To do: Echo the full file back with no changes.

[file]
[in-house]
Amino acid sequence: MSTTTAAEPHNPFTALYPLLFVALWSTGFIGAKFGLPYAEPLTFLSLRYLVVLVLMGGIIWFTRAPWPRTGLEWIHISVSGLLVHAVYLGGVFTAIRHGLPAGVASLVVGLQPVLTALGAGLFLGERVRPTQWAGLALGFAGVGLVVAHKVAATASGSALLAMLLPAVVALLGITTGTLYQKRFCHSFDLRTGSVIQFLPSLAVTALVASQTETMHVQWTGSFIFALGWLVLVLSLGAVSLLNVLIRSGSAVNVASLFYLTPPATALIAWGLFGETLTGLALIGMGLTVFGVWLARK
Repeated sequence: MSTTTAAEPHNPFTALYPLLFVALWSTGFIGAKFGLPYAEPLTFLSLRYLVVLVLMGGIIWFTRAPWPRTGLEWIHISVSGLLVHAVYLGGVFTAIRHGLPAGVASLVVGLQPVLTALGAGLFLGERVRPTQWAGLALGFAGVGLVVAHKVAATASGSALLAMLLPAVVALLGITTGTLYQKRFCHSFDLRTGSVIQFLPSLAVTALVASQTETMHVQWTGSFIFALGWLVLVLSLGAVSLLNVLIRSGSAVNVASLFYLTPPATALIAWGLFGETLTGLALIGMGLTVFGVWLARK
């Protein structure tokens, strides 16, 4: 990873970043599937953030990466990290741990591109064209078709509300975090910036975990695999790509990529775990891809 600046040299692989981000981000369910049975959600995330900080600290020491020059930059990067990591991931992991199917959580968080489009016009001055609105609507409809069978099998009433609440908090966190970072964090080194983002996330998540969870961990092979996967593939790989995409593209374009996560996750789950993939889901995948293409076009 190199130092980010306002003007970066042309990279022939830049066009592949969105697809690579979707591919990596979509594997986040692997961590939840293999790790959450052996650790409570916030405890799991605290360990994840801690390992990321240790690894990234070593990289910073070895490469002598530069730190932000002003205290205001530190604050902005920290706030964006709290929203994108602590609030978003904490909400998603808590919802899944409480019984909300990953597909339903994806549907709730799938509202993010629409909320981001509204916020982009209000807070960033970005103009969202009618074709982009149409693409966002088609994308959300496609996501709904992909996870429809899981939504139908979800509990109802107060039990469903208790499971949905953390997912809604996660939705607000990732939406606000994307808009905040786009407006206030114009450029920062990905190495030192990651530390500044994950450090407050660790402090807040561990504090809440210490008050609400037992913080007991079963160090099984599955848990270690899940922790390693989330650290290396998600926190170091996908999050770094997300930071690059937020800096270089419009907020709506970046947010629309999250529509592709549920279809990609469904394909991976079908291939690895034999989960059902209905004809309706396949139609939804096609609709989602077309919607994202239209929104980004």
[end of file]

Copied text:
[in-house]
Amino acid sequence: MSTTTAAEPHNPFTALYPLLFVALWSTGFIGAKFGLPYAEPLTFLSLRYLVVLVLMGGIIWFTRAPWPRTGLEWIHISVSGLLVHAVYLGGVFTAIRHGLPAGVASLVVGLQPVLTALGAGLFLGERVRPTQWAGLALGFAGVGLVVAHKVAATASGSALLAMLLPAVVALLGITTGTLYQKRFCHSFDLRTGSVIQFLPSLAVTALVASQTETMHVQWTGSFIFALGWLVLVLSLGAVSLLNVLIRSGSAVNVASLFYLTPPATALIAWGLFGETLTGLALIGMGLTVFGVWLARK
Repeated sequence: MSTTTAAEPHNPFTALYPLLFVALWSTGFIGAKFGLPYAEPLTFLSLRYLVVLVLMGGIIWFTRAPWPRTGLEWIHISVSGLLVHAVYLGGVFTAIRHGLPAGVASLVVGLQPVLTALGAGLFLGERVRPTQWAGLALGFAGVGLVVAHKVAATASGSALLAMLLPAVVALLGITTGTLYQKRFCHSFDLRTGSVIQFLPSLAVTALVASQTETMHVQWTGSFIFALGWLVLVLSLGAVSLLNVLIRSGSAVNVASLFYLTPPATALIAWGLFGETLTGLALIGMGLTVFGVWLARK
């Protein structure tokens, strides 16, 4: 990873970043599937953030990466990290741990591109064209078709509300975090910036975990695999790509990529775990891809 600046040299692989981000981000369910049975959600995330900080600290020491020059930059990067990591991931992991199917959580968080489009016009001055609105609507409809069978099998009433609440908090966190970072964090080194983002996330998540969870961990092979996967593939790989995409593209374009996560996750789950993939889901995948293409076009 190199130092980010306002003007970066042309990279022939830049066009592949969105697809690579979707591919990596979509594997986040692997961590939840293999790790959450052996650790409570916030405890799991605290360990994840801690390992990321240790690894990234070593990289910073070895490469002598530069730190932000002003205290205001530190604050902005920290706030964006709290929203994108602590609030978003904490909400998603808590919802899944409480019984909300990953597909339903994806549907709730799938509202993010629409909320981001509204916020982009209000807070960033970005103009969202009618074709982009149409693409966002088609994308959300496609996501709904992909996870429809899981939504139908979800509990109802107060039990469903208790499971949905953390997912809604996660939705607000990732939406606000994307808009905040786009407006206030114009450029920062990905190495030192990651530390500044994950450090407050660790402090807040561990504090809440210490008050609400037992913080007991079963160090099984599955848990270690899940922790390693989330650290290396998600926190170091996908999050770094997300930071690059937020800096270089419009907020709506970046947010629309999250529509592709549920279809990609469904394909991976079908291939690895034999989960059902209905004809309706396949139609939804096609609709989602077309919607994202239209929104980004």